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At the Front: 'Unimaginable' firefight lasts 72 hours

Iraqi troops 'shooting rifles at tanks'

From Walter Rodgers
CNN

Wheatley
Wheatley: "I went behind the sight with the gunner and we engaged everything we could engage."

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Being under fire for 72 hours can make you 'paranoid,' says Sgt. Paul Wheatley.
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After 3 days of running ahead of its forces, the U.S. 3-7th Cavalry halts for supplies.
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CENTRAL IRAQ (CNN) -- In our War Stories series, CNN correspondents tell the story of war through the perspective of one person living through, recovering from or fighting the war in Iraq.

CNN's Walter Rodgers has been accompanying the 3-7th Cavalry as it moves north through Iraq. Tank machine gunner Sgt. 1st Class Paul Wheatley feels for the Iraqi troops.

As Wheatley and his 3rd Squadron, 7th Cavalry unit rolled up central Iraq's "Machine Gun Alley" this week, they took nearly constant fire. In the dark and in a sandstorm, they took fire.

The Iraqis shot at them for 72 hours with AK-47s and rocket-propelled grenades (RPGs). And Wheatley's unit -- Abrams tanks and Bradley fighting vehicles -- routed them.

"It was sad," Wheatley said Thursday. "They were forced to fight against odds they would never have a chance to overcome -- shooting rifles at tanks. They are driving Toyota pickup trucks at Bradleys and tanks. I couldn't even explain it."

Until Thursday, when it was temporarily relieved, the 3-7th was the "tip of the spear," lead element of the 3rd Infantry Division on the way to Baghdad, putting themselves out to receive the first frenzied shots.

The experience left Wheatley stumbling for words: "It's unreal. It's unimaginable. You're constantly almost paranoid. You are paranoid about every turn, every building or every person. And it's a little nerve-wracking at times."

'Blaze of tracers'

During a night ambush, Iraqi troops shot "some RPGs at the convoy we were in, at the column we were in," Wheatley said. His gunners picked up targets on their thermal sites and the fight broke open.

"Just a blaze of tracers coming from both sides of the road and mainly from the left side of the road. ... I went behind the sight with the gunner and we engaged everything we could engage."

Wheatley was handling a medium-size 7.62 mm machine gun.

Bullets ricocheted off the side of his tank. "It was almost like somebody was throwing rocks. But, against the side of a car when you kick up rocks."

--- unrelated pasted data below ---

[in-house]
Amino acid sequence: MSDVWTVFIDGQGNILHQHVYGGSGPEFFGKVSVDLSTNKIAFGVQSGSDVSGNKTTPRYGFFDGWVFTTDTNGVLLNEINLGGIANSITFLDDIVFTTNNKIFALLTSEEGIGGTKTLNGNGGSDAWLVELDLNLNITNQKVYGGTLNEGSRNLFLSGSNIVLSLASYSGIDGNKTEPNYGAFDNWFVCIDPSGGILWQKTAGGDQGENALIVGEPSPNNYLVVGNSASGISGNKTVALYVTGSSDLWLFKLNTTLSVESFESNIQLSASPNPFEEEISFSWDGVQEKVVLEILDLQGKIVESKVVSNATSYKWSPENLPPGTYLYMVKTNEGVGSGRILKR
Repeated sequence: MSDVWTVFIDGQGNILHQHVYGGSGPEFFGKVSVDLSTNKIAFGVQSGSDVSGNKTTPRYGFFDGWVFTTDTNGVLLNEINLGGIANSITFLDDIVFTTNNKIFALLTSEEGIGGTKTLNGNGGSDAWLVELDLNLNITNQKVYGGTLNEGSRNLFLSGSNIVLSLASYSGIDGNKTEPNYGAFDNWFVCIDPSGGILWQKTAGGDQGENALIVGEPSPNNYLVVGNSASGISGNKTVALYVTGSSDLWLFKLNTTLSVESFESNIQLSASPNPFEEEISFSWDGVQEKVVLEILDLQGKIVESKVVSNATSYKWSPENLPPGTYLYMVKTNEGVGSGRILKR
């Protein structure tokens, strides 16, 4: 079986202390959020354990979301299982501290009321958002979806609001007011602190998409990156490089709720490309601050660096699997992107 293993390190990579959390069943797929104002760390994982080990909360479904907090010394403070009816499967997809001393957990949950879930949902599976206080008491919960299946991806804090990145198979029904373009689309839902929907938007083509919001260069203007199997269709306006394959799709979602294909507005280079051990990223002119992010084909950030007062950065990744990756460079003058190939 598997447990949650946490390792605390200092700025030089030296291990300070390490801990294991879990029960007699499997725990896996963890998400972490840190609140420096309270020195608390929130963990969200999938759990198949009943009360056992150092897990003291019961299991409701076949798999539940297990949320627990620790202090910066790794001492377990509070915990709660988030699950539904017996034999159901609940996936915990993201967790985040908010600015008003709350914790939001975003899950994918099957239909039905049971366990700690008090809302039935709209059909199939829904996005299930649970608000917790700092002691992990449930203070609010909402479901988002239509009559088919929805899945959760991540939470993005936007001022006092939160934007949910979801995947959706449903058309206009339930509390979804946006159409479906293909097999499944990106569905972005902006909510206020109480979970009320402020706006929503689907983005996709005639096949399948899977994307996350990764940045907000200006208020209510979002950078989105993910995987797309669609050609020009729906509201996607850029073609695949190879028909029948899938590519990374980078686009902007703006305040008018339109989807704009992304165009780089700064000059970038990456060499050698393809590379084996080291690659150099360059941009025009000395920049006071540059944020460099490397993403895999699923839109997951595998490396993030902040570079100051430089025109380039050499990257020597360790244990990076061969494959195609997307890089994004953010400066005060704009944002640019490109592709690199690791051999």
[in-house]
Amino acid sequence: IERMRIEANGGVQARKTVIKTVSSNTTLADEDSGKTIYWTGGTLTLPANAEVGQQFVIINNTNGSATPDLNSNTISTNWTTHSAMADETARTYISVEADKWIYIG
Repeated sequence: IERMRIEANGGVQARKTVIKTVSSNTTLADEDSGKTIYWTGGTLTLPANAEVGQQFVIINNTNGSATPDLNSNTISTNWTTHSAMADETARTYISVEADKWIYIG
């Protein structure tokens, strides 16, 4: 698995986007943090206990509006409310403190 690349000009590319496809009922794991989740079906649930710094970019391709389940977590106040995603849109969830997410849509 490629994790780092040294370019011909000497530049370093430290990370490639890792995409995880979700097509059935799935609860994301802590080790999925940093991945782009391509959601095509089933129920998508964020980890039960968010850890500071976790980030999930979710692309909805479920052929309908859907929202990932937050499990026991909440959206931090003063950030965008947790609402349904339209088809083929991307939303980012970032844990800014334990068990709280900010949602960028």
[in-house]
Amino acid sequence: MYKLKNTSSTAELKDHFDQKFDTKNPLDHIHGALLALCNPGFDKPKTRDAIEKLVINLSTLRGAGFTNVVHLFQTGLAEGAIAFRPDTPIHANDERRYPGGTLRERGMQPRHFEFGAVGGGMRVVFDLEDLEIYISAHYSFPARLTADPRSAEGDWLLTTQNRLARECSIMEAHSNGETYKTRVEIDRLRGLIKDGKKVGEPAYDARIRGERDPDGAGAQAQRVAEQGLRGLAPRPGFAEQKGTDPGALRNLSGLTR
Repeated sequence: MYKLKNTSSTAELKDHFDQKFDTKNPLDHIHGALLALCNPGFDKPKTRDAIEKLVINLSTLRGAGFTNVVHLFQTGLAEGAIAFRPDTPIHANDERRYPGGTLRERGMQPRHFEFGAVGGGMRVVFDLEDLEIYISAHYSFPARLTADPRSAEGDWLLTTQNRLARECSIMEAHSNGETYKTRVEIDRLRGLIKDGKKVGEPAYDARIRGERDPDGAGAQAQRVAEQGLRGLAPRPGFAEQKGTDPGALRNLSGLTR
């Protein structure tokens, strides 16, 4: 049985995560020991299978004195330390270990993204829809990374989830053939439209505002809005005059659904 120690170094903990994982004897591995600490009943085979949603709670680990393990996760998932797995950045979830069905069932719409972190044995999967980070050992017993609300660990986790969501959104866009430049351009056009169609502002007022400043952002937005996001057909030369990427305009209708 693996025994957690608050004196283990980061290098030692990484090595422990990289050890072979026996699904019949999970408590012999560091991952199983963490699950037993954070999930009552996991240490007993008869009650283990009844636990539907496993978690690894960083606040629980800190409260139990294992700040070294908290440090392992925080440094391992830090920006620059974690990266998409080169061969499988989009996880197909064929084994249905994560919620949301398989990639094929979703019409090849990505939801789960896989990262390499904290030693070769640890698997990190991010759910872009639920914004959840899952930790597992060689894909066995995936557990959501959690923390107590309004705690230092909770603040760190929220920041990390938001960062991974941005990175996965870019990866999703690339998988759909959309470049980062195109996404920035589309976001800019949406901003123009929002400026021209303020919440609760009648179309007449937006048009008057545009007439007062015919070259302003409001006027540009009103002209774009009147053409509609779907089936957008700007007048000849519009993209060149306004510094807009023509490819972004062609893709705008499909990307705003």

"They were probably 150 meters away," he estimated. That far away, "their AK-47s won't do too much damage to a tank."

The RPGs couldn't have done much against the tank either, he said. "If you don't see it and just feel the percussion from it, not much is going to happen. ... But if you're hanging out of the hatch, it could mess you up pretty bad."

Wheatley said he didn't know how many Iraqis he took out. "I wouldn't even begin to guess. Probably 30-35. During that one stretch of road."

Sandstorm skirmish

The next day the unit took more "Machine Gun Alley" fire. The desert winds had kicked up a sandstorm, but the result was the same as the night before.

"We could see through thermal sites," he said. "You could see what was shooting at you. With our gun tube orientation, everybody kept their sector and we kept rolling and we engaged all the way through."

By Wednesday night, he was northeast of Najaf, guarding the Euphrates River bridgehead. The unit stopped there, waiting for reinforcements to catch up.

As reports showed an Iraqi convoy apparently moving their way, Wheatley stood watch. He could feel the blasts of B-52 bombers attacking the convoy. "The wind was blowing bad," he said, "you could feel it more than hear it."

Due to the B-52s, the Iraqi convoy did not reach his unit. Reinforcements arrived the following day.

EDITOR'S NOTE: This report was written in accordance with Pentagon ground rules allowing so-called embedded reporting, in which journalists join deployed troops. Among the rules accepted by all participating news organizations is an agreement not to disclose sensitive operational details.


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